Possible Brady Concerns
• Illustration: J. Smith is interviewed and
unknowingly implicates himself in fraud.
• Two days later, M. Jones is interviewed
and exculpates Smith or mitigates his role.
• Smith is later indicted for fraud.
• Does corporate counsel have duty to
reveal exculpatory evidence?

Possible Brady Concerns
• Prosecutors' duties:
• Legal duties under Brady v. Maryland- a
criminal defendant has a constitutional
right to disclosure of exculpatory evidence
that is material to guilt or punishment

14

Possible Brady Concerns
• Prosecutors' duties:
• Legal duties under Brady v. Maryland- a
criminal defendant has a constitutional
right to disclosure of exculpatory evidence
that is material to guilt or punishment
• Ethical duties under Model Rule 3.8(d).

Possible Brady Concerns
• Prosecutors' duties:
• Legal duties under Brady v. Maryland- a
criminal defendant has a constitutional
right to disclosure of exculpatory evidence
that is material to guilt or punishment
• Ethical duties under Model Rule 3.8(d).
• No equivalent rule for corporate counsel
AND disclosure may not be in
corporation's interest.

Summary
• Corporate counsel should use caution
• Model Rules give little guidance - role as
"deputy" probably not anticipated.
• Result- conflict between duties to
corporation and Model Rules or simply
what we feel is morally the right thing to
do.

15

If you like the topic

·EMAIL ME!
• cmarks@stmarytx.edu

16

Selected Model Rules of Professional Conduct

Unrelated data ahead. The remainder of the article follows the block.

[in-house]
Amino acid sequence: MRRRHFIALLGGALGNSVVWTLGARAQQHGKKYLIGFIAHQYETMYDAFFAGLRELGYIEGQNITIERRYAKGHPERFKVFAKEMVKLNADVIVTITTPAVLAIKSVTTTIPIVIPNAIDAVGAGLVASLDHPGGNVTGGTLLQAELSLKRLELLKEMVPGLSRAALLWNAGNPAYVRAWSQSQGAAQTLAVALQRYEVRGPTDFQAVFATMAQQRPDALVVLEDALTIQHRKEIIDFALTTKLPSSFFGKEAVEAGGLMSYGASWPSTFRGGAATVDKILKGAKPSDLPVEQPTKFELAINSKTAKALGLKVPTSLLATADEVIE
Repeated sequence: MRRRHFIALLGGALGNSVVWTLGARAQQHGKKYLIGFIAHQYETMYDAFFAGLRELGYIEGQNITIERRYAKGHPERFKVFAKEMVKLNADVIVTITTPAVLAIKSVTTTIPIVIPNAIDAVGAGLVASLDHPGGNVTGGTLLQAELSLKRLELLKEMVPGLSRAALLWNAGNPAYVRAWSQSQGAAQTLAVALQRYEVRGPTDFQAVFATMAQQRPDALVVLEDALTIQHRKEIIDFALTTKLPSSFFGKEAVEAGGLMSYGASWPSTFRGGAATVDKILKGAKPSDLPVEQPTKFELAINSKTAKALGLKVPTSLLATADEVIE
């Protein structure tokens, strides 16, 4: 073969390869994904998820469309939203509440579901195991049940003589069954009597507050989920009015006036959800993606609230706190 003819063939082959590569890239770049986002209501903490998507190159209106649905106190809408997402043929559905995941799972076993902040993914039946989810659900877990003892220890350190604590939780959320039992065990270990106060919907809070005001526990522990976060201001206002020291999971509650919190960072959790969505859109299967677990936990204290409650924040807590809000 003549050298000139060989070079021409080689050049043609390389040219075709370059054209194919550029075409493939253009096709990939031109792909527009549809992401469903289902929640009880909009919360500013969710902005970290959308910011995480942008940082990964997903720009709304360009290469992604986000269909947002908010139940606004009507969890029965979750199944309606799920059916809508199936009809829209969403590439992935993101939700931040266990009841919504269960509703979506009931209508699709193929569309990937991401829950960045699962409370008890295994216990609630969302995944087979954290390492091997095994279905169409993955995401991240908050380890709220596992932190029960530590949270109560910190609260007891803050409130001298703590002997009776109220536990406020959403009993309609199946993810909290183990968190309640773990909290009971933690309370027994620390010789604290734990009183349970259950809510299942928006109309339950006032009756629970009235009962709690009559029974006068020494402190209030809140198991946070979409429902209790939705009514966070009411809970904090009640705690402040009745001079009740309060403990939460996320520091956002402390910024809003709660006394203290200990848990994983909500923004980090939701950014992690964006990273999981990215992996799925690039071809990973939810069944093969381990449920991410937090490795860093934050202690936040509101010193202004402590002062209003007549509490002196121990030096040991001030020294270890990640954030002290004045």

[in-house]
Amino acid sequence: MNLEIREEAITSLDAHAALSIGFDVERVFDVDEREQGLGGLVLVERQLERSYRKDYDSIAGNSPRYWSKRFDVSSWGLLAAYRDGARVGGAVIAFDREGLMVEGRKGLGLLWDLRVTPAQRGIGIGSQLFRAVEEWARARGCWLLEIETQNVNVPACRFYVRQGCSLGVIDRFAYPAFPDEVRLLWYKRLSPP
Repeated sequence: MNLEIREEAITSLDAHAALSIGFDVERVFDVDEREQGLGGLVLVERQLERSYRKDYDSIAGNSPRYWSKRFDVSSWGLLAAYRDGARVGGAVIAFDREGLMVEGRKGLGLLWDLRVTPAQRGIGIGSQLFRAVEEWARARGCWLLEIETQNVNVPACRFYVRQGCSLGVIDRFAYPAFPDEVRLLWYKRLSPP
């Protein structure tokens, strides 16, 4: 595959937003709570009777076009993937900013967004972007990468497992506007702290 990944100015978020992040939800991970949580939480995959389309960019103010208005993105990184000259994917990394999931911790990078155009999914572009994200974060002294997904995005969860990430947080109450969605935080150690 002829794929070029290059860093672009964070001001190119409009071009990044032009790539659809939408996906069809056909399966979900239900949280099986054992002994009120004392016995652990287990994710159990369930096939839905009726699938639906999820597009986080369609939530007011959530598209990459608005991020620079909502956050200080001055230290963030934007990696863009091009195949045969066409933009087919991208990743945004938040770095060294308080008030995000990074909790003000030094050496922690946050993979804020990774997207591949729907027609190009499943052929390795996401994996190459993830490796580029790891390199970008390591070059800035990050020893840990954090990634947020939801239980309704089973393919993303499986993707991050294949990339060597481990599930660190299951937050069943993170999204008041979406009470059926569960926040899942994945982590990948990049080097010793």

PREAMBLE: A LAWYER'S RESPONSIBILITIES
[ 1] A la·wyer, as a member of the legal profession, is a representative of clients, an officer
of the legal system and a public citizen having special responsibility for the quality of
justice.

Rule 1.13 Organization As Client
(a) A lawyer employed or retained by an organization represents the organization acting
through its duly authorized constituents.

(f) In dealing with an organization's directors, officers, employees, members,
shareholders or other constituents, a lawyer shall explain the identity of the client when
the lawyer knows or reasonably should know that the organization's interests are adverse
to those of the constituents with whom the lawyer is dealing.

Rule 1.13 Comments
Clarifying the Lawyer's Role
[1 OJ There are times when the organization's interest may be or become adverse to those

of one or more of its constituents. In such circumstances the lawyer should advise any
constituent, whose interest the lawyer finds adverse to that of the organization of the
conflict or potential conflict of interest, that the lawyer cannot represent such constituent,